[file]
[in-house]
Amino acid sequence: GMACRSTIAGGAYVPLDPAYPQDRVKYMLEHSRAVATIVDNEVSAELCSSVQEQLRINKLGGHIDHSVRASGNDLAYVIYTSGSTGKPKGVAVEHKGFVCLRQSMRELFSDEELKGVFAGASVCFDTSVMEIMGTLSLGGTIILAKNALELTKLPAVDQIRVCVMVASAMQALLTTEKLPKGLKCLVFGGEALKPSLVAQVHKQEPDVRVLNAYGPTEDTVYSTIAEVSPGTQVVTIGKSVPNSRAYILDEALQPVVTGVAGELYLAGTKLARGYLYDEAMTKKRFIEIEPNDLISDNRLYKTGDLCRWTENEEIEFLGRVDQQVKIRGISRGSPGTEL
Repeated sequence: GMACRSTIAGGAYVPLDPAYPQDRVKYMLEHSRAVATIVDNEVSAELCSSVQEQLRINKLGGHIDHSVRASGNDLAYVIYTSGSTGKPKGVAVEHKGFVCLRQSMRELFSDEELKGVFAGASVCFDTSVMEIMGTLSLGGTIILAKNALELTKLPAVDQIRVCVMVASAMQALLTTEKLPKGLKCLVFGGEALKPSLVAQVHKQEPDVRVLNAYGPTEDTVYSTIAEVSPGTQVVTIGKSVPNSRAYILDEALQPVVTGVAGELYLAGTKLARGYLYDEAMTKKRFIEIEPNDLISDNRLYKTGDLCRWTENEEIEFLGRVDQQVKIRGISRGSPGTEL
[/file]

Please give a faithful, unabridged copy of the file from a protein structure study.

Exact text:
[in-house]
Amino acid sequence: GMACRSTIAGGAYVPLDPAYPQDRVKYMLEHSRAVATIVDNEVSAELCSSVQEQLRINKLGGHIDHSVRASGNDLAYVIYTSGSTGKPKGVAVEHKGFVCLRQSMRELFSDEELKGVFAGASVCFDTSVMEIMGTLSLGGTIILAKNALELTKLPAVDQIRVCVMVASAMQALLTTEKLPKGLKCLVFGGEALKPSLVAQVHKQEPDVRVLNAYGPTEDTVYSTIAEVSPGTQVVTIGKSVPNSRAYILDEALQPVVTGVAGELYLAGTKLARGYLYDEAMTKKRFIEIEPNDLISDNRLYKTGDLCRWTENEEIEFLGRVDQQVKIRGISRGSPGTEL
Repeated sequence: GMACRSTIAGGAYVPLDPAYPQDRVKYMLEHSRAVATIVDNEVSAELCSSVQEQLRINKLGGHIDHSVRASGNDLAYVIYTSGSTGKPKGVAVEHKGFVCLRQSMRELFSDEELKGVFAGASVCFDTSVMEIMGTLSLGGTIILAKNALELTKLPAVDQIRVCVMVASAMQALLTTEKLPKGLKCLVFGGEALKPSLVAQVHKQEPDVRVLNAYGPTEDTVYSTIAEVSPGTQVVTIGKSVPNSRAYILDEALQPVVTGVAGELYLAGTKLARGYLYDEAMTKKRFIEIEPNDLISDNRLYKTGDLCRWTENEEIEFLGRVDQQVKIRGISRGSPGTEL